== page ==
The ETS unit can be designed as the main forced-air or hydronic heating system for homes or small commercial buildings. It can also be installed as a supplement to another heating system. As a supplement, ETS can increase the overall efficiency of a heat pump system, provide assistance to an electric furnace during on-peak times, replace a duct heater, or supplement a fossil fuel system. ETS systems work by converting electricity at the utility's off-peak times (usually at night) into heat and storing that heat in specially designed, high density, ceramic bricks. Because ETS systems use off-peak electricity, to be maximally economical, their operation is limited to off-peak operation. That means the system must be carefully sized to assure it can hold enough heat to maintain comfort at the coldest temperatures that would occur in the year.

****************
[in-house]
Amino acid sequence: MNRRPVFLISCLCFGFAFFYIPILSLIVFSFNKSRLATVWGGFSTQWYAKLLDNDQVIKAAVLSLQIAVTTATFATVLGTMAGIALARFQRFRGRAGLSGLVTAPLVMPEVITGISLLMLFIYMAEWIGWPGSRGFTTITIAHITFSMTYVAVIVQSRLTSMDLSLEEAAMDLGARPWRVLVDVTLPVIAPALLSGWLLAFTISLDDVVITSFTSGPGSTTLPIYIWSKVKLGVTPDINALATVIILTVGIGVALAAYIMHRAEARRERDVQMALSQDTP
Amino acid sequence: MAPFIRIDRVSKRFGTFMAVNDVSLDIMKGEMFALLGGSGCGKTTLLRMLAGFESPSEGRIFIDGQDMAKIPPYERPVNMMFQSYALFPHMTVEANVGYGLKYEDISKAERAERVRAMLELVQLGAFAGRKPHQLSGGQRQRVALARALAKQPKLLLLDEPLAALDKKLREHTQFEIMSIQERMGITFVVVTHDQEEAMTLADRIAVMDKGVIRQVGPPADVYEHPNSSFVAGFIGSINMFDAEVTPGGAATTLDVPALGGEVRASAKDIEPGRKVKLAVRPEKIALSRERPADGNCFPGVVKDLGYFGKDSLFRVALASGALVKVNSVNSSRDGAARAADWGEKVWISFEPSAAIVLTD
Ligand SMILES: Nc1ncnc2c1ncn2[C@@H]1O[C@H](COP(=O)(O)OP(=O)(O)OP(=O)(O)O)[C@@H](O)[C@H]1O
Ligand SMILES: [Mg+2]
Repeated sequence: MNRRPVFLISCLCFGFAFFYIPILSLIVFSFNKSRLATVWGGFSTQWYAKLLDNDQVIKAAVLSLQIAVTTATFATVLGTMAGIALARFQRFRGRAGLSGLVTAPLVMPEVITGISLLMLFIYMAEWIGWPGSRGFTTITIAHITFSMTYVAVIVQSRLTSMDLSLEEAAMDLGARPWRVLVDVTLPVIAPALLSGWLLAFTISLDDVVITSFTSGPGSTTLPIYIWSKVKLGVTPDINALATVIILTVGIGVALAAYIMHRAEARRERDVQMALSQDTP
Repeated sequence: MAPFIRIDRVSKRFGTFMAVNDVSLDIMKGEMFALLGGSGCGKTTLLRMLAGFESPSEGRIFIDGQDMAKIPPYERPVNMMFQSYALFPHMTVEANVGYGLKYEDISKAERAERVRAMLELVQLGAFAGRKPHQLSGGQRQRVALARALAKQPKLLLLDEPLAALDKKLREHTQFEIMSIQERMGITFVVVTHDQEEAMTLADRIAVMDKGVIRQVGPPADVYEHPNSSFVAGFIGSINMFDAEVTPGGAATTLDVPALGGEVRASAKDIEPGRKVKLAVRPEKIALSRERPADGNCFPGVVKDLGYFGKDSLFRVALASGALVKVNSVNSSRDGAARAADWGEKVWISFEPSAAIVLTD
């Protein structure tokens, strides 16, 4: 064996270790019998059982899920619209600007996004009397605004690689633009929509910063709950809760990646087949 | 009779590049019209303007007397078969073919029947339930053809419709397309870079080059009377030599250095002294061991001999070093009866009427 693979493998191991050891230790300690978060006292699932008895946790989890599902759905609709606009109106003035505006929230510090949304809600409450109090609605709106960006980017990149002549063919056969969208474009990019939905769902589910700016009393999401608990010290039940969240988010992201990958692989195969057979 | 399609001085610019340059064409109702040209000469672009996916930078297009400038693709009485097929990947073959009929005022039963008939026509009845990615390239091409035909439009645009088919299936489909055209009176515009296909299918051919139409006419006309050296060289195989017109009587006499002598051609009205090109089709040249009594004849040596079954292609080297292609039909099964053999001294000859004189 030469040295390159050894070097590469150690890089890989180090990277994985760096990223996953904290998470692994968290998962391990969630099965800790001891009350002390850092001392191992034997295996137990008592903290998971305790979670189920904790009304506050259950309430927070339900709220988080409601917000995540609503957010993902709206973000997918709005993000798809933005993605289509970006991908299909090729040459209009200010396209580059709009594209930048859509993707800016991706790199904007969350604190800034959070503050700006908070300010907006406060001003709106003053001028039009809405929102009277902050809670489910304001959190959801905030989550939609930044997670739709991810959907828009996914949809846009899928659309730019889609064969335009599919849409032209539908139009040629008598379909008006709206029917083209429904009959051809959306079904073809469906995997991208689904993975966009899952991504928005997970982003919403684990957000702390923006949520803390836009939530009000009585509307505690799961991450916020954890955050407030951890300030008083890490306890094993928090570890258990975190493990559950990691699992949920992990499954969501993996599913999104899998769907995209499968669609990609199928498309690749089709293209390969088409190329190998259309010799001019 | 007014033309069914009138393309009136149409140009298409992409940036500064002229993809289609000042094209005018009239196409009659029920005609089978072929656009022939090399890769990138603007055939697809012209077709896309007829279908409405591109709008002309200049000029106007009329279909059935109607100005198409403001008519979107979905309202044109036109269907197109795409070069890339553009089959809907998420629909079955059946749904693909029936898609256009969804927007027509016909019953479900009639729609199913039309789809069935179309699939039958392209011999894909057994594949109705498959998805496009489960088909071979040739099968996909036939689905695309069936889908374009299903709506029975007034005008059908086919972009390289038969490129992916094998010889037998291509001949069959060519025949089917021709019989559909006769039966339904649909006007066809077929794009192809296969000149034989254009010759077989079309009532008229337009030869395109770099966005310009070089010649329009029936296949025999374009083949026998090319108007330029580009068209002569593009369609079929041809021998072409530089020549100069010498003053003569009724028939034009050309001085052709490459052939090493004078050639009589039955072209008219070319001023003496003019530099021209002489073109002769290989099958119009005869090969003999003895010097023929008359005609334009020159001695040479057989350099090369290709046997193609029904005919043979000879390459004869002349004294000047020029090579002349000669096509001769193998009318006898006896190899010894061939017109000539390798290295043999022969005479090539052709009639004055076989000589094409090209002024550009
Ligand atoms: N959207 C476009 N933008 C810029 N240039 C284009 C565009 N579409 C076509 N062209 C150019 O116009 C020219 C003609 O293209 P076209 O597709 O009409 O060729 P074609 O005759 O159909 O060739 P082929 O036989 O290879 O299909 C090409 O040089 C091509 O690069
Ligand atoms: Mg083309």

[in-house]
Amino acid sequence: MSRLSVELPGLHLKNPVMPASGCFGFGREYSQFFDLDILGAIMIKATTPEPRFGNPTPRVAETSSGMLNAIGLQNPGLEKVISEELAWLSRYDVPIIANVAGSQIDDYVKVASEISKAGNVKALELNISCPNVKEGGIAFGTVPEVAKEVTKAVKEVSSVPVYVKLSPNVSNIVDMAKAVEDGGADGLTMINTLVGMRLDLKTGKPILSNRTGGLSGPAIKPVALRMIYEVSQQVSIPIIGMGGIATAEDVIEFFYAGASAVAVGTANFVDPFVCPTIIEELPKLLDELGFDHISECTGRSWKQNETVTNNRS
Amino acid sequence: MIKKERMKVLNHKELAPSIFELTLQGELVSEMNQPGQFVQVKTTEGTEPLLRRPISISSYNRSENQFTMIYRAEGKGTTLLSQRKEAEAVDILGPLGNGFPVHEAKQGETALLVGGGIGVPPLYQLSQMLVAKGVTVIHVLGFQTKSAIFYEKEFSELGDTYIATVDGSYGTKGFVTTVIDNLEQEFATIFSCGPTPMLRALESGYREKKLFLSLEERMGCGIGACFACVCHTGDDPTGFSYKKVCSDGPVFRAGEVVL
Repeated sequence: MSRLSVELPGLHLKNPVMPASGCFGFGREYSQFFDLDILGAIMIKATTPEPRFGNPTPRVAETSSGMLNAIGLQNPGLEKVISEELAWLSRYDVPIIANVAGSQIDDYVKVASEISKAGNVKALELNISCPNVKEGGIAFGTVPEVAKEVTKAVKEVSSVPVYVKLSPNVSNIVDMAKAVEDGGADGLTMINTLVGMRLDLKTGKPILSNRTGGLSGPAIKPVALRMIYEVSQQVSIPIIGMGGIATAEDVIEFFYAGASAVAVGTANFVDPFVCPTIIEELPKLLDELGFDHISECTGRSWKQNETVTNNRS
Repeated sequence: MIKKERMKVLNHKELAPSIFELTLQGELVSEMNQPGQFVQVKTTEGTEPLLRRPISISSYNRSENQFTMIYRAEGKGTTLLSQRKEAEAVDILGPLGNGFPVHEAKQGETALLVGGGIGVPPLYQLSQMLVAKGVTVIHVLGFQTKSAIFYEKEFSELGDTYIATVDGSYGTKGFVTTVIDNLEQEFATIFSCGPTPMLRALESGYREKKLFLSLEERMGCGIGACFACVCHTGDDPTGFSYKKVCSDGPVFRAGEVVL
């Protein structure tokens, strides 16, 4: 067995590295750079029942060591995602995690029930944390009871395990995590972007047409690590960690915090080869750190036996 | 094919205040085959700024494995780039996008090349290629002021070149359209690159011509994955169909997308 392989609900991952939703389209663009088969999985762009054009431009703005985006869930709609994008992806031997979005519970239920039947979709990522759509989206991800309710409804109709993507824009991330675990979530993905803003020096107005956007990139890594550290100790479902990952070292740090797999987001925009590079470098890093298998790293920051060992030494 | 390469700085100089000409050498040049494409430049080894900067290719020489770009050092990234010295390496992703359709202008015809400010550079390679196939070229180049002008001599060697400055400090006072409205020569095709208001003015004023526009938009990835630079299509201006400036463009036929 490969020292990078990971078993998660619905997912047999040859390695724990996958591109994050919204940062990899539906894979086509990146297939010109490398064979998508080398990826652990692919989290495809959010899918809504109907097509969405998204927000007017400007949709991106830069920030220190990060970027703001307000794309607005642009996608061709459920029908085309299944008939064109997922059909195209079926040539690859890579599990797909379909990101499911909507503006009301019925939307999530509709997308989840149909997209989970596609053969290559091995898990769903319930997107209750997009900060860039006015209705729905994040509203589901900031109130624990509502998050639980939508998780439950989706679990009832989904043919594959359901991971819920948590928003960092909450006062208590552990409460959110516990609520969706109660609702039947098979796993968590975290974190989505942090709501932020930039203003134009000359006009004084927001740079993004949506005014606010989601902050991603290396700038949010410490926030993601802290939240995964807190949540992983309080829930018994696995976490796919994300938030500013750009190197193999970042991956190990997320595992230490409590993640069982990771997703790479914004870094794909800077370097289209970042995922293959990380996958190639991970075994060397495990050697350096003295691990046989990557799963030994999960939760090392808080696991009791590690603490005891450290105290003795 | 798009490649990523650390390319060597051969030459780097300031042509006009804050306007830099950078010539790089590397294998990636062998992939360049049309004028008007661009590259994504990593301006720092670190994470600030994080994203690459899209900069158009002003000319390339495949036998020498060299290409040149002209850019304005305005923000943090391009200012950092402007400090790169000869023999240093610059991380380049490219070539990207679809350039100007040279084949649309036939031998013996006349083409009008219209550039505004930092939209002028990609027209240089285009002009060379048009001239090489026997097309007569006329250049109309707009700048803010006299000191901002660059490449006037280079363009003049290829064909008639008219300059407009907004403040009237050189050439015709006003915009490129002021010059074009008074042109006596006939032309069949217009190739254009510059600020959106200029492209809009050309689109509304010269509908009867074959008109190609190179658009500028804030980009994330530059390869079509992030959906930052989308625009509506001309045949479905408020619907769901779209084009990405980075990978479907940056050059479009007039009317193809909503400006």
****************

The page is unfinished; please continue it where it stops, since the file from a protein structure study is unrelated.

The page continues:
ETS units have control systems that automatically regulate how much heat is stored in the brick core in relation to outdoor temperature and the heating requirements of the user. When the room thermostat calls for heat, heat is extracted from the unit's storage core and is distributed into the home until the call for heat has been satisfied. ETS systems can be integrated with all the common peripherals like an air conditioner, electronic air cleaner, central humidifier, and programmable thermostats.